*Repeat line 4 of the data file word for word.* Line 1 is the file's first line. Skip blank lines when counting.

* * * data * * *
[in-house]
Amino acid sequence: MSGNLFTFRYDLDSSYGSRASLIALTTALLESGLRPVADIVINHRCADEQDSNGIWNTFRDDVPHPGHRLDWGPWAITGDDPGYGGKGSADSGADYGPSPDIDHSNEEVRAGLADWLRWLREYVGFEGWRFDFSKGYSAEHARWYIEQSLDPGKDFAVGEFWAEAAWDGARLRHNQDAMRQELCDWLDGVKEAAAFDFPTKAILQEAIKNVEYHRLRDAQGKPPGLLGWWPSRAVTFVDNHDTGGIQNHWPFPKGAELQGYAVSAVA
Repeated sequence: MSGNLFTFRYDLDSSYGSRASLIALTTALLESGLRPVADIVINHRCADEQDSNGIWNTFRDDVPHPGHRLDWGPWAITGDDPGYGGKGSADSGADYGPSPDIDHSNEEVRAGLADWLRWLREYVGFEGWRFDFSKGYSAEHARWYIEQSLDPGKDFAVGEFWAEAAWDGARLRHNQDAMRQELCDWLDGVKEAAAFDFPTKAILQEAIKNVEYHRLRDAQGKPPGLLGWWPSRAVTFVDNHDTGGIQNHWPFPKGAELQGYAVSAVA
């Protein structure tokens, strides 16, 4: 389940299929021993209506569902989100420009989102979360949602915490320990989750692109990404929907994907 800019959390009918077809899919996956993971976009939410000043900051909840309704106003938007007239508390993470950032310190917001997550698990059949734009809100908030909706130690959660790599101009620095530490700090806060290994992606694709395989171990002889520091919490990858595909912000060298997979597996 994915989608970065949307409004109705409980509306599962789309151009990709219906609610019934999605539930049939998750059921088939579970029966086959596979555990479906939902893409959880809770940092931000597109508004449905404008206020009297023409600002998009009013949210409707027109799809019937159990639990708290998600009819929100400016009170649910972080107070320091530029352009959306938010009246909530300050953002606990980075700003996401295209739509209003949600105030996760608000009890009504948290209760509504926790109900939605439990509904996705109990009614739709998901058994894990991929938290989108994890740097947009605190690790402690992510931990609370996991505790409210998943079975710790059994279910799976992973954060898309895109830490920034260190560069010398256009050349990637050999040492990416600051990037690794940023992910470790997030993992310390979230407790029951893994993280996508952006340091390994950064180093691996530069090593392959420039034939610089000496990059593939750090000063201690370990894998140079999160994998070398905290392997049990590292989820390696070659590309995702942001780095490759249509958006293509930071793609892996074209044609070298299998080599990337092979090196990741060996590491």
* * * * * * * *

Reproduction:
């Protein structure tokens, strides 16, 4: 389940299929021993209506569902989100420009989102979360949602915490320990989750692109990404929907994907 800019959390009918077809899919996956993971976009939410000043900051909840309704106003938007007239508390993470950032310190917001997550698990059949734009809100908030909706130690959660790599101009620095530490700090806060290994992606694709395989171990002889520091919490990858595909912000060298997979597996 994915989608970065949307409004109705409980509306599962789309151009990709219906609610019934999605539930049939998750059921088939579970029966086959596979555990479906939902893409959880809770940092931000597109508004449905404008206020009297023409600002998009009013949210409707027109799809019937159990639990708290998600009819929100400016009170649910972080107070320091530029352009959306938010009246909530300050953002606990980075700003996401295209739509209003949600105030996760608000009890009504948290209760509504926790109900939605439990509904996705109990009614739709998901058994894990991929938290989108994890740097947009605190690790402690992510931990609370996991505790409210998943079975710790059994279910799976992973954060898309895109830490920034260190560069010398256009050349990637050999040492990416600051990037690794940023992910470790997030993992310390979230407790029951893994993280996508952006340091390994950064180093691996530069090593392959420039034939610089000496990059593939750090000063201690370990894998140079999160994998070398905290392997049990590292989820390696070659590309995702942001780095490759249509958006293509930071793609892996074209044609070298299998080599990337092979090196990741060996590491």